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Captain Nathan Hale Monument facts for kids

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See also: Captain Nathan Hale
Captain Nathan Hale Monument
U.S. Historic district
Contributing property
Nathan Hale Memorial, Coventry CT.jpg
Captain Nathan Hale Monument is located in Connecticut
Captain Nathan Hale Monument
Location in Connecticut
Captain Nathan Hale Monument is located in the United States
Captain Nathan Hale Monument
Location in the United States
Location 120 Lake Street,
Coventry, Connecticut
Area less than one acre
Built 1846 (1846)
Built by Solomon Willard
Architect Henry Austin
Architectural style Greek Revival; Exotic Revival
Part of South Coventry Historic District (ID91000482)
NRHP reference No. 01001531
Quick facts for kids
Significant dates
Added to NRHP January 28, 2002
Designated CP May 6, 1991

The Captain Nathan Hale Monument, is a 45-foot (14 m) obelisk in Coventry, Connecticut, built in 1846 in honor of Nathan Hale, the Revolutionary War hero, who was born in Coventry. It was one of the first war memorials to be built in the United States, and is a significant work of both architect Henry Austin and builder Solomon Willard. Now owned and maintained by the state, it was listed on the National Register of Historic Places in 2002.

Description and history

The Captain Nathan Hale Monument is located in South Coventry village, at the entrance to the Nathan Hale Cemetery on Lake Street. It is set off-center in a roughly rectangular grassy area slightly elevated by a granite retaining wall, part of which serves as the border wall of the cemetery and its entrance drive. The monument is 45 feet (14 m) in height, with a stepped square base, surmounted by a panelled section, above which is a gabled cornice, with the body of the obelisk above. The monument is constructed out of granite quarried in Quincy, Massachusetts, from the same quarries that supplied the Bunker Hill Monument. Each face of the panel section bears an inscription, one of them consisting of Hale's famous quotation "I only regret that I have but one life to lose for my country." The monument's architectural style has been described as Greek Revival and Exotic Revival.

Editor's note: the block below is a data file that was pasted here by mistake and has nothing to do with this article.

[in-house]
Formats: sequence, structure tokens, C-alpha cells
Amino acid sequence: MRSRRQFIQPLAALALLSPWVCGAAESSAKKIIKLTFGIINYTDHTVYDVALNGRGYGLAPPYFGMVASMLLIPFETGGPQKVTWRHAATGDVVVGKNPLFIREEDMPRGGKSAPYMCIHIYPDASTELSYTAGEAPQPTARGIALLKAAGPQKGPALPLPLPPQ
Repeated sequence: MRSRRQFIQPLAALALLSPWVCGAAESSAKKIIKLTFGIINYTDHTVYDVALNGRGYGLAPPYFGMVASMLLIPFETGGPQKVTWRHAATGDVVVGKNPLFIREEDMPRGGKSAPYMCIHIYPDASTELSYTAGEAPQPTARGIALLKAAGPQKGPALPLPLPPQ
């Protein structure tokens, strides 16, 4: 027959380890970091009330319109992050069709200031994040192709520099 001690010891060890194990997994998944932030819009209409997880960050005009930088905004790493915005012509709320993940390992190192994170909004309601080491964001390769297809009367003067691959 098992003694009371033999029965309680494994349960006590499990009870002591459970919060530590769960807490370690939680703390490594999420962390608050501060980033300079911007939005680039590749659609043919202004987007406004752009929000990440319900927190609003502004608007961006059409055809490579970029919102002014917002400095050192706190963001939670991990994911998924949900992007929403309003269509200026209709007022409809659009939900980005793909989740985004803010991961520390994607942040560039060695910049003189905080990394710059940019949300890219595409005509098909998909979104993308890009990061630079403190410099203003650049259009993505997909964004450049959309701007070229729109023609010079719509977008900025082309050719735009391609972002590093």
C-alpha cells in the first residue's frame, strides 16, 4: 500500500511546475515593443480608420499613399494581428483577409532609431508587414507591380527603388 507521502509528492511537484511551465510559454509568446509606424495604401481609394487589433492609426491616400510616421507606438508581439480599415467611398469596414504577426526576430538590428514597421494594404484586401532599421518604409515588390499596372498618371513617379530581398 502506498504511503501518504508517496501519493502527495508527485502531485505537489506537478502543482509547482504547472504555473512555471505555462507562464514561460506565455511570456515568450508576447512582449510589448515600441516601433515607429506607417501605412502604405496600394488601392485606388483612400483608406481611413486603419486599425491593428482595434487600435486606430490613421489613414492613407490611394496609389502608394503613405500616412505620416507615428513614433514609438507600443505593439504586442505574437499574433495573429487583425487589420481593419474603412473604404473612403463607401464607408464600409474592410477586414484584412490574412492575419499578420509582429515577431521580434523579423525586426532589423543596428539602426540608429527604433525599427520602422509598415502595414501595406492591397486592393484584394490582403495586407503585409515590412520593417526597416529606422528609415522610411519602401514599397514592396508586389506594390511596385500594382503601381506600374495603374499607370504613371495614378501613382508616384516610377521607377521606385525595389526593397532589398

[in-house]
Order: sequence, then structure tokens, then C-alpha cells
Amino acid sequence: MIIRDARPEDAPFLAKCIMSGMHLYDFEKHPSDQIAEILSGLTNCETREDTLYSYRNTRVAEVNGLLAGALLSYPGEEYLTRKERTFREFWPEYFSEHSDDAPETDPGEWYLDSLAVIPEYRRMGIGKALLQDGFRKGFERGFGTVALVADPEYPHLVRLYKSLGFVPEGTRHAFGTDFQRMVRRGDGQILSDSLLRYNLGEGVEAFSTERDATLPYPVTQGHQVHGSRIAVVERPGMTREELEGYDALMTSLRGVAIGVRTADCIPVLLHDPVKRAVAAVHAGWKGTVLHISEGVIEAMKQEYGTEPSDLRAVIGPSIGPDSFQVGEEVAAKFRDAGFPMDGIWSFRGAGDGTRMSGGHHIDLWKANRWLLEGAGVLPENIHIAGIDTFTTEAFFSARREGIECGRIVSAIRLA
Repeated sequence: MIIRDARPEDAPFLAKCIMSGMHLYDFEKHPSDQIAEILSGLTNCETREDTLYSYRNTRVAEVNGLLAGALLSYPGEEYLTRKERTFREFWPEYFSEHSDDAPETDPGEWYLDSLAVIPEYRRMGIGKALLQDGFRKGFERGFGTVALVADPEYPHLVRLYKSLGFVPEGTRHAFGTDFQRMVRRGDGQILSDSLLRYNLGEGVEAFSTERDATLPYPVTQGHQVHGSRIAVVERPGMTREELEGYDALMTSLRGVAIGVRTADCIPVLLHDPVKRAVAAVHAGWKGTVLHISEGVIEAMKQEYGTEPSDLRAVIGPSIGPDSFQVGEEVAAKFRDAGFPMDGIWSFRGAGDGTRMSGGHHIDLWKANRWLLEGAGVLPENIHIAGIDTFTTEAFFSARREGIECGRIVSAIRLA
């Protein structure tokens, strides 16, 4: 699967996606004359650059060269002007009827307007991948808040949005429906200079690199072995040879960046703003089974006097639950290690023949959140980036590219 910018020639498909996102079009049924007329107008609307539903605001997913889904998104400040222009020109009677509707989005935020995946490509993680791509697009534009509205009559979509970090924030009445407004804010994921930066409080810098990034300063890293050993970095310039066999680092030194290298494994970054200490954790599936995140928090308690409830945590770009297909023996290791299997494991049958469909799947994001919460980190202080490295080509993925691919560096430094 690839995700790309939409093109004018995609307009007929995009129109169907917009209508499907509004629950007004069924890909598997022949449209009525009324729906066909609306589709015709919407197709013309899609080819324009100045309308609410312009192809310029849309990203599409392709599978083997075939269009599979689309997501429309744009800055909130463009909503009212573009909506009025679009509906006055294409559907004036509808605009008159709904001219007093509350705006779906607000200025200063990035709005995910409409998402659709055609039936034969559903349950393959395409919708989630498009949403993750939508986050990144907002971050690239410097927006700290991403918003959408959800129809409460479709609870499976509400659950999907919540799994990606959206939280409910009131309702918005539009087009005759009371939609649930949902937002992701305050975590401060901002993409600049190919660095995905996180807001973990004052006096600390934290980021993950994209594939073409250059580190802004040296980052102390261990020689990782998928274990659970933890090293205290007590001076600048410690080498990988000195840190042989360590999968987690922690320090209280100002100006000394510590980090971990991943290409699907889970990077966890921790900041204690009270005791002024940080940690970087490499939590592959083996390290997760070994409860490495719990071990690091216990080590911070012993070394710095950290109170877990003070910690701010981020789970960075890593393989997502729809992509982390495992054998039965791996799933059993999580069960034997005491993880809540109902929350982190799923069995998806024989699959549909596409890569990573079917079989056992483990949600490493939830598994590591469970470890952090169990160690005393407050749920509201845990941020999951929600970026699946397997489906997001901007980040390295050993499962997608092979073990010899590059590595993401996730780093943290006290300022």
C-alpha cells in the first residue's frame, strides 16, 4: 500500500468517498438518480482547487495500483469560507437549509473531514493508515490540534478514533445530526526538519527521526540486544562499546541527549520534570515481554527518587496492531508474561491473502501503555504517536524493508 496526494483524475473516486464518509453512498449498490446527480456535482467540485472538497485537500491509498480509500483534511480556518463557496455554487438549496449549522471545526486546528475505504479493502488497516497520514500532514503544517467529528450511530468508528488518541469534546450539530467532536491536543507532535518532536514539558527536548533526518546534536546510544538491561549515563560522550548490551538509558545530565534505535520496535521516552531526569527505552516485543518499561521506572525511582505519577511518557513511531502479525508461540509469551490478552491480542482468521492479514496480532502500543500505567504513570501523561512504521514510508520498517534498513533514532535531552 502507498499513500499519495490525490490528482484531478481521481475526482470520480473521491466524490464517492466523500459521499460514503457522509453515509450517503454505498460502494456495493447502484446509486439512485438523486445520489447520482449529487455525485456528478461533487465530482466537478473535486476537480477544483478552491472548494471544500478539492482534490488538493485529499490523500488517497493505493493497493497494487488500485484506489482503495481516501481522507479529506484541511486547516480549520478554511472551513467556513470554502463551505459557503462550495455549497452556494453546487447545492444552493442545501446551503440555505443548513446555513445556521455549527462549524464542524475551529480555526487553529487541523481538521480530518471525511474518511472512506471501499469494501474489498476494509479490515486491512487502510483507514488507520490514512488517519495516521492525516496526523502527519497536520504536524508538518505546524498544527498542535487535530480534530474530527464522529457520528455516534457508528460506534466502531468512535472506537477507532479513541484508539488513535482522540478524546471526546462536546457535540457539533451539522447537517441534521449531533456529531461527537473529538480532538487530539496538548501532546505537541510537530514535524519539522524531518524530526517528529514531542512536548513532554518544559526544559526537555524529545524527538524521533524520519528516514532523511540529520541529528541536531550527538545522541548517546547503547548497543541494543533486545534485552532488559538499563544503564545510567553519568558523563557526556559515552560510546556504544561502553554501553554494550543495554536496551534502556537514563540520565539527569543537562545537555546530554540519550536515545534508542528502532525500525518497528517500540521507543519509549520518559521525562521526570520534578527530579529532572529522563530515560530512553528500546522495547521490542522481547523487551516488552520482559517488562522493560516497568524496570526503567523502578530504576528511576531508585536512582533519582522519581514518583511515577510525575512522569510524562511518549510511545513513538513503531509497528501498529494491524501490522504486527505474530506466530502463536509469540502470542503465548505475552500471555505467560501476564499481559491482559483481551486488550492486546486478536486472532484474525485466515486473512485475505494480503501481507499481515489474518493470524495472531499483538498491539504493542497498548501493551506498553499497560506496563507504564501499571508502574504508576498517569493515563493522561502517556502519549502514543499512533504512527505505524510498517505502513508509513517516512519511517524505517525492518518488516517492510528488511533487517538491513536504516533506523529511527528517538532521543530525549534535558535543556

A committee of the town began to consider construction of a monument to its native son in 1837. At the time, it encountered opposition to war memorials that was fairly typical in the United States at the time, including some resistance from the Hale family, who thought it unseemly. They persevered, and eventually raised private donations and state funds for the effort. The memorial was designed by Henry Austin, a prominent Connecticut architect, and was built in 1846 by Solomon Willard, owner of the Quincy granite quarries. The quarried stone was shipped to Norwich by regional railroads at no cost, and was delivered the rest of the way to Coventry by oxen. A retaining wall made of "massive stones five feet in length" was built in 1894.

The monument was one of the first large-scale monuments in the United States to commemorate an individual or event, preceding the Bunker Hill Monument (completed 1846) and the Washington Monument (completed 1885). Monuments and memorials of this type were not built in significant numbers until after the American Civil War.

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